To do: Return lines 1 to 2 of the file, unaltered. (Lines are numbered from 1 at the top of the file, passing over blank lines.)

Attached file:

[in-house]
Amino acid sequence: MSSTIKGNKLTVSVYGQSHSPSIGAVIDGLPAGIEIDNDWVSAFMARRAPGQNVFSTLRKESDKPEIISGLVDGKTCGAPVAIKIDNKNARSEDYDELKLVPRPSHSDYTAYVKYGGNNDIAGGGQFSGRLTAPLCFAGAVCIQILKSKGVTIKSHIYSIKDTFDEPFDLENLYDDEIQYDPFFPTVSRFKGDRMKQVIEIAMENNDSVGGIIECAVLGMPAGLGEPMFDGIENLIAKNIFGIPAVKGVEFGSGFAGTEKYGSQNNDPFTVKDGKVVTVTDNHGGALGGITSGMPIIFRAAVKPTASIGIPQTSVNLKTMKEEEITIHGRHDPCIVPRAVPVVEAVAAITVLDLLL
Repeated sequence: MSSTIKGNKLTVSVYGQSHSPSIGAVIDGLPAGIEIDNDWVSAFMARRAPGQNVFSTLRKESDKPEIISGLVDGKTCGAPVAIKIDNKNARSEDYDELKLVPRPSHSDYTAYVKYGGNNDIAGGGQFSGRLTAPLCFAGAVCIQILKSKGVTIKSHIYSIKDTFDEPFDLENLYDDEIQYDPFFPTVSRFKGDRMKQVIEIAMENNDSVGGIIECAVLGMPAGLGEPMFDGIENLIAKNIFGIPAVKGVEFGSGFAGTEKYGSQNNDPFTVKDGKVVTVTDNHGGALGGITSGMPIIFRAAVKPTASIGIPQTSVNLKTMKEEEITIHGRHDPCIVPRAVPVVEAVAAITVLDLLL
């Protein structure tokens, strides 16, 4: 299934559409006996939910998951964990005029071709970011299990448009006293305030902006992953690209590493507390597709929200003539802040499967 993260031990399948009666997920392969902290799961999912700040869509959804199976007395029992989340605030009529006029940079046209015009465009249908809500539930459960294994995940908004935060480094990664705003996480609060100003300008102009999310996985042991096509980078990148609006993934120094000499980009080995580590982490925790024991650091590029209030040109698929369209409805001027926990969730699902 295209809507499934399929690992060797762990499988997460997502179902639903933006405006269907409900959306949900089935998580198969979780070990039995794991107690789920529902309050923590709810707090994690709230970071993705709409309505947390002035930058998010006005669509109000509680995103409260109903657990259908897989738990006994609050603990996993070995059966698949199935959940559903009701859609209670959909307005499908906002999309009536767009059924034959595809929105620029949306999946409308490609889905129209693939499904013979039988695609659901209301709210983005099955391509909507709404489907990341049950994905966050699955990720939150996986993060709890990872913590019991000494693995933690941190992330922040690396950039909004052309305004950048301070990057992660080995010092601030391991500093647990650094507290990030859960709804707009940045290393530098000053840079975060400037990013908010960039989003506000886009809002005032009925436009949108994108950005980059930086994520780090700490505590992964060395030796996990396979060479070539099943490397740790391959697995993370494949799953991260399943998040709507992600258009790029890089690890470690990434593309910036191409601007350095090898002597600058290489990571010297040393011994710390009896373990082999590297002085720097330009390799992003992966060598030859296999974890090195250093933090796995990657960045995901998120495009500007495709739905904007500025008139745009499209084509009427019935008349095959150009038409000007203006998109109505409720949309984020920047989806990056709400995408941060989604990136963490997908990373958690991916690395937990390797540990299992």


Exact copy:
[in-house]
Amino acid sequence: MSSTIKGNKLTVSVYGQSHSPSIGAVIDGLPAGIEIDNDWVSAFMARRAPGQNVFSTLRKESDKPEIISGLVDGKTCGAPVAIKIDNKNARSEDYDELKLVPRPSHSDYTAYVKYGGNNDIAGGGQFSGRLTAPLCFAGAVCIQILKSKGVTIKSHIYSIKDTFDEPFDLENLYDDEIQYDPFFPTVSRFKGDRMKQVIEIAMENNDSVGGIIECAVLGMPAGLGEPMFDGIENLIAKNIFGIPAVKGVEFGSGFAGTEKYGSQNNDPFTVKDGKVVTVTDNHGGALGGITSGMPIIFRAAVKPTASIGIPQTSVNLKTMKEEEITIHGRHDPCIVPRAVPVVEAVAAITVLDLLL